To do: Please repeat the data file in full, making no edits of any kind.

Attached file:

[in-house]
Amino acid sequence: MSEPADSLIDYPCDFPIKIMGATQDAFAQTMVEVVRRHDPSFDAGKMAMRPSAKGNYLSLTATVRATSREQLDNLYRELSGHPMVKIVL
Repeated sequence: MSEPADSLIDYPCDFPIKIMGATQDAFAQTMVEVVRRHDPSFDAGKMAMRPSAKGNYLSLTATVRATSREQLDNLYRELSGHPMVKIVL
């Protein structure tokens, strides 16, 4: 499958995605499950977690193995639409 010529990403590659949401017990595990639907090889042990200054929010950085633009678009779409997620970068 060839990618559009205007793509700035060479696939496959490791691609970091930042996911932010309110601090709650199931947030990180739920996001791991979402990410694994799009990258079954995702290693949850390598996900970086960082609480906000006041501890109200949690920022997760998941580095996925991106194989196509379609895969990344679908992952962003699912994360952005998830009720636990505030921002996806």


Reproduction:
[in-house]
Amino acid sequence: MSEPADSLIDYPCDFPIKIMGATQDAFAQTMVEVVRRHDPSFDAGKMAMRPSAKGNYLSLTATVRATSREQLDNLYRELSGHPMVKIVL
Repeated sequence: MSEPADSLIDYPCDFPIKIMGATQDAFAQTMVEVVRRHDPSFDAGKMAMRPSAKGNYLSLTATVRATSREQLDNLYRELSGHPMVKIVL
């Protein structure tokens, strides 16, 4: 499958995605499950977690193995639409 010529990403590659949401017990595990639907090889042990200054929010950085633009678009779409997620970068 060839990618559009205007793509700035060479696939496959490791691609970091930042996911932010309110601090709650199931947030990180739920996001791991979402990410694994799009990258079954995702290693949850390598996900970086960082609480906000006041501890109200949690920022997760998941580095996925991106194989196509379609895969990344679908992952962003699912994360952005998830009720636990505030921002996806």